That high-profile tweet (not directly from the president, but like all his tweets, from the campaign group formed to support his political agenda) drove a wave of attention to the research. Follow-on tweets came from Vice-President Al Gore and U. S. Congressman Henry Waxman.  Television coverage followed in: ABC Lateline, Al Jazeera (Inside Story), CNN International, Democracy Now, and NRK. At last count there were over 200 newspaper and magazine pieces, and a number of radio segments.  At last count there were several hundred blog posts on the findings of this paper and the Obama Tweet.  A link to the ever-growing set of media coverage is: http://sks.to/tcpmedia

The article has been downloaded over 21,600 article downloads in just a few days of having the paper published online.

What this story highlights – beyond the excellent data collection, analysis and scholarship in the paper itself – is the value of thoughtful comments and recognition of these findings.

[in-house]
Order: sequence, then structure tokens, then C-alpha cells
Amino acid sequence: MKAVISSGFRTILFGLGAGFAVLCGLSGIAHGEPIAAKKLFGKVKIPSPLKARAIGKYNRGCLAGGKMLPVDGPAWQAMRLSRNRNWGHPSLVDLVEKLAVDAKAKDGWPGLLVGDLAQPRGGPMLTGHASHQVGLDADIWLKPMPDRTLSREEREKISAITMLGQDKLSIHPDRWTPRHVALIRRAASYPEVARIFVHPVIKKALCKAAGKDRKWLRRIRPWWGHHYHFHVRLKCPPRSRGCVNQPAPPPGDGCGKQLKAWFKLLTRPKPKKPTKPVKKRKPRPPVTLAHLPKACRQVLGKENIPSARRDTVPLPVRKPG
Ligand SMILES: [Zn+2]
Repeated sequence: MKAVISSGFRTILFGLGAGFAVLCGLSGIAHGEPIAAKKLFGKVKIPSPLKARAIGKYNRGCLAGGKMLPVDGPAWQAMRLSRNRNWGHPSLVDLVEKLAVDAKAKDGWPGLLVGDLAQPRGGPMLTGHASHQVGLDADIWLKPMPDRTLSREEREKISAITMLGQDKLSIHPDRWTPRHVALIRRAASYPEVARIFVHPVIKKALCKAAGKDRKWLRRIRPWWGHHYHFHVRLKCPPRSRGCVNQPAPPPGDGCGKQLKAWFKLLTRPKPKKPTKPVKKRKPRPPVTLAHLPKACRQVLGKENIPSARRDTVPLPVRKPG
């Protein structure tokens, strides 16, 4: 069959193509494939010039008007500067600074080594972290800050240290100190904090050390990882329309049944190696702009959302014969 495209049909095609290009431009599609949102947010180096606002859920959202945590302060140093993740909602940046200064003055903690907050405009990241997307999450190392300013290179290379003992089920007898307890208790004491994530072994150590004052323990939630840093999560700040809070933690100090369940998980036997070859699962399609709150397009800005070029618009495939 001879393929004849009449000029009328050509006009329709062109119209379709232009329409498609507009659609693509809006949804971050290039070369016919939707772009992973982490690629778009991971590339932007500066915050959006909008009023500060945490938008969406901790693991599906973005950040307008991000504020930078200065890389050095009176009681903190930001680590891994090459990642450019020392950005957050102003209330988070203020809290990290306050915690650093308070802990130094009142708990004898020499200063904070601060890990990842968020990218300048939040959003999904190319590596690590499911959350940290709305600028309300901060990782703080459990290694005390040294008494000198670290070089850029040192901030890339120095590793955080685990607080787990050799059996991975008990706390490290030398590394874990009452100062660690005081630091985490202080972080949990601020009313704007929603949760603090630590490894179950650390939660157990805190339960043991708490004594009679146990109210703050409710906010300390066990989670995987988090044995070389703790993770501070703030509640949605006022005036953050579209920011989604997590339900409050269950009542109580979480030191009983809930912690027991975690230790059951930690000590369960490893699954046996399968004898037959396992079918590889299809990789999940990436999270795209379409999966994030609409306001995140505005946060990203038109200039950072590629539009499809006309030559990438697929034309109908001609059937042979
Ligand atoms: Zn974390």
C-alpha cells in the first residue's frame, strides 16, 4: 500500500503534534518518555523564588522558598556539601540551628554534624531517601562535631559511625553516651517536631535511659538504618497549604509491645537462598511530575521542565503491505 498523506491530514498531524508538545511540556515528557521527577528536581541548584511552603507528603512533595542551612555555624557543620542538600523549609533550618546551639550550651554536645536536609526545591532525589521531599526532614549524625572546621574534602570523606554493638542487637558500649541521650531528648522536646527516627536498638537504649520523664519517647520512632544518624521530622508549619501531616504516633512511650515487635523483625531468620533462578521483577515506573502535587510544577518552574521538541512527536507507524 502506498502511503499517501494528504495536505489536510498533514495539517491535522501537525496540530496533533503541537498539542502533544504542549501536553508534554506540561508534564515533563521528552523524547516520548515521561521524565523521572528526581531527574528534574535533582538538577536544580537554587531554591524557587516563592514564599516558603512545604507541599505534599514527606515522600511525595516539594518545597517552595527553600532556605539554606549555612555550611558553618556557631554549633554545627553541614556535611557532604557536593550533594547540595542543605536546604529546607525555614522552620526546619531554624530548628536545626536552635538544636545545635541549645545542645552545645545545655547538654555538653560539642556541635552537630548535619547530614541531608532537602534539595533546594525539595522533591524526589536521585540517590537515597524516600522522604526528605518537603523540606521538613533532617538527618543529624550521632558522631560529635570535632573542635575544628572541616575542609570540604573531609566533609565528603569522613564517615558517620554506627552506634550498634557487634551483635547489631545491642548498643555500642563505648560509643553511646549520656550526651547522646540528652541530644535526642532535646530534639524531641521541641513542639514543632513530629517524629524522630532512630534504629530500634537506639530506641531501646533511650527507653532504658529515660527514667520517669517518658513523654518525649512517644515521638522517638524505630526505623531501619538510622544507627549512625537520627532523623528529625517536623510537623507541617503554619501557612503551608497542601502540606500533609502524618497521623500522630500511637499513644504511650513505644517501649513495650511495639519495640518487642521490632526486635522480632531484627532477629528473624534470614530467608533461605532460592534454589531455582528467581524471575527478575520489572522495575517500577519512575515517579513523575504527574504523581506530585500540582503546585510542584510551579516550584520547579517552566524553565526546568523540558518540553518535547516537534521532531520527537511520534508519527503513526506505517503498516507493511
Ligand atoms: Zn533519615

Daniel M. Kammen is the Distinguished Professor of Energy at the University of California, Berkeley, where he founded and directs the Renewable and Appropriate Energy Laboratory (http://rael.berkeley.edu).   He is a coordinating lead author for the Intergovernmental Panel on Climate Change, which shared the 2007 Nobel Peace Prize, and serves as the lead scholar for the Fulbright NEXUS program in energy and climate for the U. S. Department of State.

Reference:

John Cook, Dana Nuccitelli, Sarah A Green, Mark Richardson, Bärbel Winkler, Rob Painting, Robert Way, Peter Jacobs and Andrew Skuce (2013) “Quantifying the consensus on anthropogenic global warming in the scientific literature”, Environmental Research Letters, 8 (2). http://iopscience.iop.org/1748-9326/8/2/024024/article

Bookmark and Share
Comments to "The story of a Presidential tweet":
    • Brad Keyes

      I see no comment from you on the falsehood in the Presidential tweet—the 97% said nothing about AGW being “dangerous.”

      An innocent oversight, no doubt. Scientists don’t tolerate falsehoods. You were a scientist at one point, were you not Prof Kammen?

      [Report abuse]

    • tlitb1

      The Cook et al paper did not show 97% of scientists agree “‪#climate change is real, man-made and dangerous”. It didn’t do that and nor was it in its methodological scope to show that.

      You say above: